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Queen Latifah is reel royalty

Gene Triplett Modified: May 15, 2013 at 11:46 am •  Published: May 14, 2010
BY DENNIS KING

NEW YORK — When you’re the Queen, you have a right to refer to yourself in the third person.

When she’s talking about her multi-Grammy-nominated recording career, her Oscar- and Emmy-nominated acting, her lucrative gigs as a commercial spokeswoman or her busy television-film-music production company, Queen Latifah understandably falls into a habit of calling herself “the Queen,” or “Latifah.” At the very least, she requires the plural, “we,” to encompass her wide-ranging entertainment activities, her frenetic public appearance schedule and her boisterous, larger-than-life personality.

The simple, first-person “I” seems too small to contain her.

Decked out in movie-star shades and sequined sweater and looking svelte and lustrous, as befits a spokesmodel for a well-known weight-loss company and a glam cosmetics giant, Queen Latifah strode regally into a Columbus Circle hotel suite recently for a round of press interviews. Fox Searchlight hosted the event preceding the release of “Just Wright,” starring Latifah and rapper-turned-actor Common.

The basketball-theme romantic comedy features Latifah as Leslie Wright, a New Jersey physical therapist who falls for a star NBA player she’s helping rehabilitate from a career-threatening knee injury.

As a Jersey girl (she was born Dana Elaine Owens in Newark) playing a Jersey girl who’s an ardent fan of the New Jersey Nets, Latifah laughed and said, “How’s that for typecasting?”

Following the working approach of her past movies, Latifah wore several hats in the making of “Just Wright,” produced by her company, Flavor Unit Entertainment.

“It is difficult both producing and starring, but it’s worth it,” she said. “I choose to produce as much as possible because we’re all about ownership. We like to own the things we do, not just be part of making other people a bunch of money, but creating a body of work that we can build on for our own catalog.

“The kind of things we like to do are varied,” she said. “‘Beauty Shop’ is different from ‘The Cookout,’ which is different from ‘Just Wright.’ But we do like to create things that are family-friendly, that everybody can go see.

“There are projects that my company might produce that the Queen would never be in, and there are things that will go straight to DVD,” she said. “There are different audiences, so it’s not like everything we produce Latifah is going to star in. There are certain things that are just for kids — I don’t have to be in them. I’m not going to be in every movie that we create. But we’ll create different types of content for different audiences, you know, black, white, young, old and everything in between.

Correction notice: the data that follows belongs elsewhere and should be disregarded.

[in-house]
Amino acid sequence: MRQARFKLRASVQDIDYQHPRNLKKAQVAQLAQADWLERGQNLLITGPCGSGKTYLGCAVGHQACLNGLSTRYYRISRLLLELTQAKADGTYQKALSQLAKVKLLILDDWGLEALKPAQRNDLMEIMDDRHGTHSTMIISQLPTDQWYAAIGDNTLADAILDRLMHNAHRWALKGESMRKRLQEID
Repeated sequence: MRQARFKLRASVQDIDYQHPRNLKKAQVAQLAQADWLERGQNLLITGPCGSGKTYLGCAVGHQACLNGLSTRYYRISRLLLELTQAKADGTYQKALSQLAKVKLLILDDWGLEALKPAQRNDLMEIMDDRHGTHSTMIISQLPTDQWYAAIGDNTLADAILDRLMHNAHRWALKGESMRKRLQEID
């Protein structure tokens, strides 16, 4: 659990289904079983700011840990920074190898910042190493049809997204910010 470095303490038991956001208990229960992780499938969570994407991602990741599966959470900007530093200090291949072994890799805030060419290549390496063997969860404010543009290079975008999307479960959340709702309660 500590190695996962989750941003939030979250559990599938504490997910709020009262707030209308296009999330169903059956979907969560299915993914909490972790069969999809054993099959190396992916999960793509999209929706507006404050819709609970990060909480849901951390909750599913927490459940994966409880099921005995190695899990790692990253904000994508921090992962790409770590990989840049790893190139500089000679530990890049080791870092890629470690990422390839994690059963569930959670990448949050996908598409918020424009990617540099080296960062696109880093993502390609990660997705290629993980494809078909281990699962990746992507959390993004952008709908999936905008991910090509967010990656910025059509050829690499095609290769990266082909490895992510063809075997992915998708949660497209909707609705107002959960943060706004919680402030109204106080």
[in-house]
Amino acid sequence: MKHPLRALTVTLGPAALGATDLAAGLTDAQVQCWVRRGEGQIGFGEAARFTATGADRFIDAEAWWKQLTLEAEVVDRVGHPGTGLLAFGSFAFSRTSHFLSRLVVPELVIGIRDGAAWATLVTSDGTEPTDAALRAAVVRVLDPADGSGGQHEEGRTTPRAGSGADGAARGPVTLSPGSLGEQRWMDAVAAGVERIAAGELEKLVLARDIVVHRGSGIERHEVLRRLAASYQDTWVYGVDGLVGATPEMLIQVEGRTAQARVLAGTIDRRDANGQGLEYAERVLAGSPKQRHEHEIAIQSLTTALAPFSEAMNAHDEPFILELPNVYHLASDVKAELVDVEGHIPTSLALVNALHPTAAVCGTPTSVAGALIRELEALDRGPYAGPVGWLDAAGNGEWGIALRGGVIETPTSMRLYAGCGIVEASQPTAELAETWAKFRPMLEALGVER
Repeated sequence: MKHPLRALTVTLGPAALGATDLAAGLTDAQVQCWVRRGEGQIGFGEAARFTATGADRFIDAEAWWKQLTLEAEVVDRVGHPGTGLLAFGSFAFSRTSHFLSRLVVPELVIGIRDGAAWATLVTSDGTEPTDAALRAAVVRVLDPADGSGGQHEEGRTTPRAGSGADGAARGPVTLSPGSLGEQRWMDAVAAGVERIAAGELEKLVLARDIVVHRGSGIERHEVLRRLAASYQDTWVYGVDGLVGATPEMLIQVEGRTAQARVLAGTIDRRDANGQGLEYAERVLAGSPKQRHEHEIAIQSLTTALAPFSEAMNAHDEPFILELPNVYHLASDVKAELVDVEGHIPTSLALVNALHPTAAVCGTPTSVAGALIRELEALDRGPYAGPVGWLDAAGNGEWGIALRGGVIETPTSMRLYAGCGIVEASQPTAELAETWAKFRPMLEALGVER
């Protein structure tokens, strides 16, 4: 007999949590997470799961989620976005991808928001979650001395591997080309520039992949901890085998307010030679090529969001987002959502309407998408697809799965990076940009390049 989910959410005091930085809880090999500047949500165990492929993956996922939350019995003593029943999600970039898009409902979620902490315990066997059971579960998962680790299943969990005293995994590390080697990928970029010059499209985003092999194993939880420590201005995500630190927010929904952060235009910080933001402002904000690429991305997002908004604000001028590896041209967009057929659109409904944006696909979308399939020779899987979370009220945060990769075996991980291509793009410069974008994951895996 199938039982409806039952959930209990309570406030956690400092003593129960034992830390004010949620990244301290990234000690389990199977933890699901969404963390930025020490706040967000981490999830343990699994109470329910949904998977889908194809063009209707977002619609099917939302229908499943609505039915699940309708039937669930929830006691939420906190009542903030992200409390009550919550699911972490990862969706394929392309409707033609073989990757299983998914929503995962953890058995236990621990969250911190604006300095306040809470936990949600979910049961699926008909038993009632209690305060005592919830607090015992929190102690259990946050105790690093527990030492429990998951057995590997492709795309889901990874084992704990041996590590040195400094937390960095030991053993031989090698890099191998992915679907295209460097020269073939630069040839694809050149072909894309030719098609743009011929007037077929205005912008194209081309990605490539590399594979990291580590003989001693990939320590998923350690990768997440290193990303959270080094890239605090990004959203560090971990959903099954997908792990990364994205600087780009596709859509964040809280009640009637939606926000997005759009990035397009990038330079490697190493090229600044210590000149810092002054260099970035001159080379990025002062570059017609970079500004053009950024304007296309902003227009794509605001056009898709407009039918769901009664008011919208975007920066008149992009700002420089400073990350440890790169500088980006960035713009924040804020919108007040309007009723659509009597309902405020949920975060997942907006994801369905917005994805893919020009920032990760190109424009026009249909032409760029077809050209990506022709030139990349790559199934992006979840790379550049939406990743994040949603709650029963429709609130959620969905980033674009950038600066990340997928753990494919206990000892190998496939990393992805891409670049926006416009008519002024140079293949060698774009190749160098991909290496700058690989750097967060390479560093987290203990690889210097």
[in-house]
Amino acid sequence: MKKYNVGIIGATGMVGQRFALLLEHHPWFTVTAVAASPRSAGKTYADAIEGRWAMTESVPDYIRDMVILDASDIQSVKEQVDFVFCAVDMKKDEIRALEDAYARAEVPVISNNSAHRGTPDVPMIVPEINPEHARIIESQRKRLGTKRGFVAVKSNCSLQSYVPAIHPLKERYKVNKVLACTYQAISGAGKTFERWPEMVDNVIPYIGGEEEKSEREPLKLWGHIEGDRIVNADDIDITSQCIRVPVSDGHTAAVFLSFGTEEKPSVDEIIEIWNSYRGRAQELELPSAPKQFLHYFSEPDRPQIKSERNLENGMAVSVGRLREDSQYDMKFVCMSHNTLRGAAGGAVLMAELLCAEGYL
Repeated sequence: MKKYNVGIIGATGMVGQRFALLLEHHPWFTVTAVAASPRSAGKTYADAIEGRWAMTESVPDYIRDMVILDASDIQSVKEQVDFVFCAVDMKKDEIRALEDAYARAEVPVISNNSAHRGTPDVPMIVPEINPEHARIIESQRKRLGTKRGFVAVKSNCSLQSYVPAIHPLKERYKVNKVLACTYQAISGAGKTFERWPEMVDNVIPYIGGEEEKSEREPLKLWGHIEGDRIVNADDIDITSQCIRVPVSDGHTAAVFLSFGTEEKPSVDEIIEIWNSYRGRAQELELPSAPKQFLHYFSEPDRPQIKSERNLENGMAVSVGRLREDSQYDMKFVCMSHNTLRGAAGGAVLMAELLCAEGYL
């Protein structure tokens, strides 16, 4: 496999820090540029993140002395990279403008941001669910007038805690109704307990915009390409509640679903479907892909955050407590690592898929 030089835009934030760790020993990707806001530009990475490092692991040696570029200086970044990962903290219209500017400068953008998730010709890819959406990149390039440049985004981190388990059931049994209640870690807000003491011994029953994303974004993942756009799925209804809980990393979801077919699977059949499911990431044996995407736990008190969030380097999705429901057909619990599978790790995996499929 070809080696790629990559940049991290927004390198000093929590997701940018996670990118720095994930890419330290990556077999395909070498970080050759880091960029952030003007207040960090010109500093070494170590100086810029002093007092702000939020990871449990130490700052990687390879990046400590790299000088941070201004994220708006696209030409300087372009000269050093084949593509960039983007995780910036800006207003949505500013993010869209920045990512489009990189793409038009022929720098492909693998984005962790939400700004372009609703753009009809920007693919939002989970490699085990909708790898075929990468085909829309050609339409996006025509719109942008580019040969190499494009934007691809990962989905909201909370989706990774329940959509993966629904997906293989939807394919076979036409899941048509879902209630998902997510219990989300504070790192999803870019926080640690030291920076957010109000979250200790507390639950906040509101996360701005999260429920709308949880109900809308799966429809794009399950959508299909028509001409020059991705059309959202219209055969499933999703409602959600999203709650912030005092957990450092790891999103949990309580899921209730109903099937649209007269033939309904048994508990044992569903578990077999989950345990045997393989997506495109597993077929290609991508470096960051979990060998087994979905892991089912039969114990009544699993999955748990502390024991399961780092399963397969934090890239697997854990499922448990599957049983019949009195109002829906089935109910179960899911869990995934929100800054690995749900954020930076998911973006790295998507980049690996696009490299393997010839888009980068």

“We’re young and growing, and we’re going to get better and hopefully get to the point where we’re making futuristic ‘Jaws’ movies, like Steven (Spielberg) and George Lucas. But right now we’re just doing the best we can to create good content.”

Once known as “hip hop’s first lady,” Latifah said she felt a special bond with co-star Common, who also is working to make the leap from rap stardom to the ranks of film acting.

“Common is my friend, and I knew he wanted to step up to another level of acting,” she said. “He took classes, and I knew his work ethic and that his heart was driven in that direction. He’s done great stuff in the movies that he’s been in, but this was a chance for him to show different levels and different abilities. And I told him, ‘This could be that career-changing moment for you, when people will look at you in a different way.’ But this guy, he’s an amazing person. He’s the kind of person that shows up to work with a hundred percent every day.

“His character required the cockiness and brashness and competitiveness of an NBA player, the cut physique and the sexiness of a professional athlete, and he pulled it off,” she said. “He’s very athletic. He had all the physicality. But then it required layers of, you know, a guy who wants love, he loves his mother, he likes a nice, clean, classy house, not having girls running around and a party every day. And who can pull that off? Who do you believe it from? You believe it from him.”

Having worked opposite another former rapper, LL Cool J, in a romantic part, Latifah said she could vouch that Common is no slouch in the romance department.

“The day we shot our little romantic scene was kinda like a day off for me,” she said. “I had been wearing my different hats the whole movie and doing my own role and handling the business. So on the day we had that scene, I came in and said, ‘You got me?’ And he said, ‘I got you.’ So I just relaxed. I was just a woman in the hands of a real gentleman. And I knew that he would take care of me.

“Between him and Sanaa (Hamri, the director), who’s not going to allow anything that doesn’t look right, and with my very cool, composed crew, I knew that I would be covered. It was fine. I got to lie around in bed all day for a change. I didn’t have to run anywhere, I didn’t have to do anything, I just got to lay up and look nice.”

Like a Queen for a day.